– An Advent Post –
We are near the end of the first week of Advent. The week of HOPE.
The past year and a half has been an incredibly hard and painful season in which I have learned that hope is not always a feeling. Sometimes hope is a choice.
The list of heartache, loss, pain, suffering, and death is too long to go into here, but there is one thing I feel prompted to share with you as this week of hope makes way for a week of peace.
On Wednesday, February 23rd, I could hardly wait for news from my daughter and son-in-law as they were headed toward their ten-week maternity appointment and ultrasound of my first grandchild. But as the time stretched on and we didn’t hear from them I began to worry. Finally, my phone rang, and my heart was gripped in a stranglehold as the sound of my son-in-law’s voice was obviously filled with tears. The baby was dead. He or she had died three weeks earlier. It was a week later, on Wednesday, March 2nd that my baby gave birth to her first baby with tears and sorrow.
But as we mourned, we hoped and believed that God would give us a little one to hold soon. That hope grew as my daughter became pregnant a second time. In the midst of our hope, sorrow struck again on Monday, May 23rd as we said goodbye to another baby we never got to hold in our arms.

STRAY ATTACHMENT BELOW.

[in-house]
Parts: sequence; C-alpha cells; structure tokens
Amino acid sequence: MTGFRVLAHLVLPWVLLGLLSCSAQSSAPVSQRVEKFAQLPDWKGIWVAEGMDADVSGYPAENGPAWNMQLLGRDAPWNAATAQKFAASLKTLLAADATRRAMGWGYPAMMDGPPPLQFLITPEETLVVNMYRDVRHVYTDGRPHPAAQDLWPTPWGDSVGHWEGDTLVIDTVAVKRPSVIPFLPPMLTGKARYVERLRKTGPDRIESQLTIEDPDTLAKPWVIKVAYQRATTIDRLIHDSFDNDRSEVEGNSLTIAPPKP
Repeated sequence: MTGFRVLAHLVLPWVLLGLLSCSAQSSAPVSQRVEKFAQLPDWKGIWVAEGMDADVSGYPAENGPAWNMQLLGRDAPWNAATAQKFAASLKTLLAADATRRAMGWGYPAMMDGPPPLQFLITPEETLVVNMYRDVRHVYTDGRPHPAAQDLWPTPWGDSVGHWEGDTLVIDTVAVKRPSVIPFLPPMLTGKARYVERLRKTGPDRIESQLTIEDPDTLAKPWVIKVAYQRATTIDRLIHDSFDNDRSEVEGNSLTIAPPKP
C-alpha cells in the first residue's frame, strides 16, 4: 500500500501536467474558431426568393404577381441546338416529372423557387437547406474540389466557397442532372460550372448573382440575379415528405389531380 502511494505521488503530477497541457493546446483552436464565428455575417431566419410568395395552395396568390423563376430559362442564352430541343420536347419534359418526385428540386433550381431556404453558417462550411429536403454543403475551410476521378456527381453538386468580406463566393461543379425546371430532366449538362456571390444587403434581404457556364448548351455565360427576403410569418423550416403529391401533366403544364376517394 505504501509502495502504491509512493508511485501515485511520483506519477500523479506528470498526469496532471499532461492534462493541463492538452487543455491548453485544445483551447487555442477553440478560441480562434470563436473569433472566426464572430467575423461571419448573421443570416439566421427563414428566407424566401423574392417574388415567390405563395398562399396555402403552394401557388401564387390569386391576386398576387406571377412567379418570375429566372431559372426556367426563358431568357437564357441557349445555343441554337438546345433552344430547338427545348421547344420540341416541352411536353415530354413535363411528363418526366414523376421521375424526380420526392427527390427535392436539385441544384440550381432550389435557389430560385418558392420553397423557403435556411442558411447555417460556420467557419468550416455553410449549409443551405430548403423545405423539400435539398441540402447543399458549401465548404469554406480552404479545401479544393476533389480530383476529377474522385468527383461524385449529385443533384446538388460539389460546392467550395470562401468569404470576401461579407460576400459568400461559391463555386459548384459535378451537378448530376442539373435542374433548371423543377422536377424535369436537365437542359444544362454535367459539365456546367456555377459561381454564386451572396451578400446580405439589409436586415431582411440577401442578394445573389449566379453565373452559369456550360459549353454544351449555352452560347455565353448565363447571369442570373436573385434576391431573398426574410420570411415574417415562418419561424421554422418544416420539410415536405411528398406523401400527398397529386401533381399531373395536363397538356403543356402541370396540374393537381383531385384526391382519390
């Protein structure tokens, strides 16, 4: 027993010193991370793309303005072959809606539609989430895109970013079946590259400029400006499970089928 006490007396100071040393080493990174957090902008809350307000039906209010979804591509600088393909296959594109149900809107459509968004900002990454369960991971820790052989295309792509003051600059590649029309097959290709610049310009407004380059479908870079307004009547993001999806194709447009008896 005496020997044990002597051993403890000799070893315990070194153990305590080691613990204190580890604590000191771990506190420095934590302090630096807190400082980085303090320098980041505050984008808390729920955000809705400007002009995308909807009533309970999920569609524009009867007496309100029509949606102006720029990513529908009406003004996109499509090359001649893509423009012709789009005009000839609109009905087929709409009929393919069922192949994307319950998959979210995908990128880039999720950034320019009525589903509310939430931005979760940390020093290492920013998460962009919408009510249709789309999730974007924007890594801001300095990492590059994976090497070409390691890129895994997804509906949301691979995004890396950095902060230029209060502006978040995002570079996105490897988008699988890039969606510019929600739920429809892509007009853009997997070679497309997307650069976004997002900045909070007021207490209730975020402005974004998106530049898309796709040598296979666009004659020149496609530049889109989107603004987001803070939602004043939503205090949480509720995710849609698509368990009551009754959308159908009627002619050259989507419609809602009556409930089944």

Month after painful month hope held the hand of suffering. And, if I am being honest, often I felt the hand of suffering more than I felt hope. But I clung to the only thing that could anchor me to hope. Jesus. I fell on my knees before Him again, and again and uttered verse, after verse, after verse of hope and trusting in His plan, saying,
“I wait for the Lord; I wait and put my hope in His Word.”
~ Psalm 130:5 CSB ~
Following my middle daughter’s senior play I was taking a picture of my four kiddos, and right as I snapped the picture my oldest daughter pulled out an ultrasound picture with the words “7 weeks 2 days” written on it. And when I saw the “2 days” I cried as I was filled with hope. Two days! Two days gave me so much hope because it was two days longer than any of my other grandchildren had lived. Two days may not seem like much, but when you are looking for hope, two days is so much.
Hope, peace, and joy have all been felt immensely the past six weeks, but I would be lying if I didn’t say that it has also felt like my breath is suspended between hope and fear. The fear of what if we don’t get to hold this baby in our arms.
The day of my daughter’s ten-week ultrasound was one of great tension and moments of holding my breath as I both hoped for good news and feared this ten-week ultrasound may end the same way the first one did.
It did not. The baby was alive and well, and even waved at my daughter and son-in-law, as if saying, “Don’t worry, Daddy and Mommy, I am still here and very much alive.”